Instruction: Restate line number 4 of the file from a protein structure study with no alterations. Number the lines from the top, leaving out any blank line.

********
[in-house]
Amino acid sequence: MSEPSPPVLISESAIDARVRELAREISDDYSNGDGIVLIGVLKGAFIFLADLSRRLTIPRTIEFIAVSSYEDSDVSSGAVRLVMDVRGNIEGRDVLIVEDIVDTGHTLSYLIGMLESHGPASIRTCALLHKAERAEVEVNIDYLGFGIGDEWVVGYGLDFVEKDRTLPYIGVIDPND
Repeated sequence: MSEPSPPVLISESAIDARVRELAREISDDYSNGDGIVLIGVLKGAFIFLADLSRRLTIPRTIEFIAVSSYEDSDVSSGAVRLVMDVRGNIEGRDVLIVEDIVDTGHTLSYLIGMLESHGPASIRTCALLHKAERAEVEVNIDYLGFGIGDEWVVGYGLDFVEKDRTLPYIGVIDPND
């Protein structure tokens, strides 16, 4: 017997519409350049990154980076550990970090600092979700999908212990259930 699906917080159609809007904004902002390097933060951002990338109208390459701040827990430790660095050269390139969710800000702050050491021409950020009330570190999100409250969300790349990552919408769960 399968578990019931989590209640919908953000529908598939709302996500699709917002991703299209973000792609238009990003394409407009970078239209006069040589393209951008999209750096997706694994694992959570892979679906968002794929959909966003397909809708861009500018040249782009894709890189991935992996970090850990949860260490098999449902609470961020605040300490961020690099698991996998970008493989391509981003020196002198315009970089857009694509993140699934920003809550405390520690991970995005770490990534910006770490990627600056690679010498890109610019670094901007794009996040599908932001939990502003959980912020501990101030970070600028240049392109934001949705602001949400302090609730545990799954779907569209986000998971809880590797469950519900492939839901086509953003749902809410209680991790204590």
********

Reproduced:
């Protein structure tokens, strides 16, 4: 017997519409350049990154980076550990970090600092979700999908212990259930 699906917080159609809007904004902002390097933060951002990338109208390459701040827990430790660095050269390139969710800000702050050491021409950020009330570190999100409250969300790349990552919408769960 399968578990019931989590209640919908953000529908598939709302996500699709917002991703299209973000792609238009990003394409407009970078239209006069040589393209951008999209750096997706694994694992959570892979679906968002794929959909966003397909809708861009500018040249782009894709890189991935992996970090850990949860260490098999449902609470961020605040300490961020690099698991996998970008493989391509981003020196002198315009970089857009694509993140699934920003809550405390520690991970995005770490990534910006770490990627600056690679010498890109610019670094901007794009996040599908932001939990502003959980912020501990101030970070600028240049392109934001949705602001949400302090609730545990799954779907569209986000998971809880590797469950519900492939839901086509953003749902809410209680991790204590």